I was not joyed when Picker and Stealer wished to give newes.
They believed they could say whate’er they chose to all cats of their akwayntance. And none durst strike them a blow, because they fought as they spake. In turns.
Onix told me they attacked him at his own door once. They swore he gave them evil looks as they passed by.
No sooner had he kicked one off than the other sprang on him anew. He’d feared for his verie life.
But I’d wished for a Revel where all would speak free, so when Picker and Stealer came forward I sayt, “These witty sisters have friends in places high and low. They gather more newes in a sennight [week] than most can in a year. Lend them your ears.”
“Or they’ll tear them from your heads!” called a cat.
“I’ll lend Stealer the tip of one,” called another. “She has need of it.”
“The cat that bit off hers has more need of a vomitive!” cried Onix, of a sudden bold.
“Friends,” sayt I, “at this our Revel we may slander great folks. Yea, and great cats too. None shall be punished for it. So if you choose to spread the newes Picker and Stealer bring, I pray you name them not. Else everie paw might be turned against them, and they silenced forever.”
Then I sat, hoping I’d took the winds of wickedness from those sisters’ sails.
Even so, they sayt too much. And too little. Viz.
“We may be queens, but it’s not in summer that we make our progress. We hear tell that Queen Puss used to set forth then, and eat her friends’ estates bare.
“We make our circumambulation of this town in the Fasting Time at winter’s end [Lent], but we eat well enough.
“For ’tis then that pigeons will risk all for a blackened crust, and fishwives cease to watch their wares when a friend comes with a cup of warm ale.
“Few ever chase us far, for fear they’ll fall and brake a leg.
“First, we travelled eastward and passed beyond the Tower to learn the newes from the keys [quays].
“There we heard tell that the Hector was making readie for Constantinople. What pitie our Turkey friend here was not with us! He could be on his way home now.
“Aboard the Hector is a most ingenious gift for the Emperor of the Turks, because he’s had nowt to cheer him since he strangled all his brothers.
“The weather came warm, so we turned from the river and went among the vasty fields where playhouses lie.
“Fancy, if you can, how mazed we were to find that one playhouse had fled our scene!
“A cat there sayt men came in the night and carried it away. They have a plat to bear it over the river, and raise it anew on the south bank. Thievery!
“We slipped into the other playhouse, and stayed long enough to snap an oyster or four. The play was of some fool named Harry, as all fools are.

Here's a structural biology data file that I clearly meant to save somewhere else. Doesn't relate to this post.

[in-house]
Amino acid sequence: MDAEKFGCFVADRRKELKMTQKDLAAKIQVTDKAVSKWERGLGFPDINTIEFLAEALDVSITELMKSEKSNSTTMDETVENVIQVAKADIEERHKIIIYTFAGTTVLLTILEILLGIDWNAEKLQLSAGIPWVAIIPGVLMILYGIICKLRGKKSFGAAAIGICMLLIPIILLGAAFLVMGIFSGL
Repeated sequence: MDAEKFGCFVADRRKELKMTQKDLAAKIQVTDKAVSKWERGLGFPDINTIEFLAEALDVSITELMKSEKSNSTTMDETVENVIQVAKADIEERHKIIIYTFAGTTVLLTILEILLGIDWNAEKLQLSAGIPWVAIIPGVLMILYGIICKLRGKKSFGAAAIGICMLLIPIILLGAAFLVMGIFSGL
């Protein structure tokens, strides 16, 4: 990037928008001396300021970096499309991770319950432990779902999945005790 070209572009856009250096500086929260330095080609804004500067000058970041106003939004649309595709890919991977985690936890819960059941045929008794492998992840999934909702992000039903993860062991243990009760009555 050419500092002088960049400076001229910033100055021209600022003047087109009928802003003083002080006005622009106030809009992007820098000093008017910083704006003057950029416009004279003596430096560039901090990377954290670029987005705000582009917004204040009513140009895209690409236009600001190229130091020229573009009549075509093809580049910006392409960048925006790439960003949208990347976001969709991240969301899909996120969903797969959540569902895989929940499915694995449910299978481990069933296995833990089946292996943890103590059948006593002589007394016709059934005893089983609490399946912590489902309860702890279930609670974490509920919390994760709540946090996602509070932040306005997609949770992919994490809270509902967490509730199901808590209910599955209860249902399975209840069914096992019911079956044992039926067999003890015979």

“That was not the onlie comedie we saw. By the Tower we watched London’s Harry – we mean Lord Essex, for Lord Southampton is but his ’prentice – gather his soldiers before they made this town their stage.
“As we homeward came we met the cat who lodges with the doctor of astrologick fame. Shall we tell you what the stars say of Essex?”
All spake at once then. Some called for more of the Turkey Emperor, others to know what the learned doctor had discovered.
A few screeched, “Scandal! Give us scandal!”
I wished to hear more of the play, but kept that thought well hid.
Instead, I sayt we would meet again on the morrow, when Picker and Stealer could answer all.
And to myself I vowed I’d slay them single or together before I’d yield my place as Mistress of the Revels.
First eastward, possibly as far as Blackwall. Though certainly not as far as Gravesend, about 20 miles downriver, from where the Hector sailed for Constantinople in February 1599.
Next, back towards the Tower and Tower Hill where the Earl of Essex assembled his troop before the parade through London which Tricks and Onix saw. Then north to Shoreditch – still a rural area beyond the city wall – which had two playhouses, the Theatre and the Curtain. There they found the Theatre had disappeared. So on to the Curtain, where (Lent being over and the playhouse open) they may have seen a performance of Shakespeare’s Henry V.
A major excursion for two cats, and it took them a couple of months.
As for the vanishing playhouse: James Burbage, who died in 1597 shortly after his Blackfriars project fell through, had owned the Theatre, which he’d built on leased land.
The Theatre closed when the lease expired, and the actors had temporary use of the Curtain.
James Burbage’s sons Cuthbert and actor Richard, with the other actor/shareholders in the company (John Heminges, Will Kemp, Augustine Phillips, Thomas Pope, and William Shakespeare), leased some land across the river in Southwark.
The Burbage brothers then invited the actors to help finance the new playhouse they planned to build there, in return for a share of the box-office profits. It was built from the materials taken (some said stolen) from the Theatre.
Nowadays the replica playhouse in Southwark is called Shakespeare’s Globe, but I can’t help thinking it should be known as Burbages’.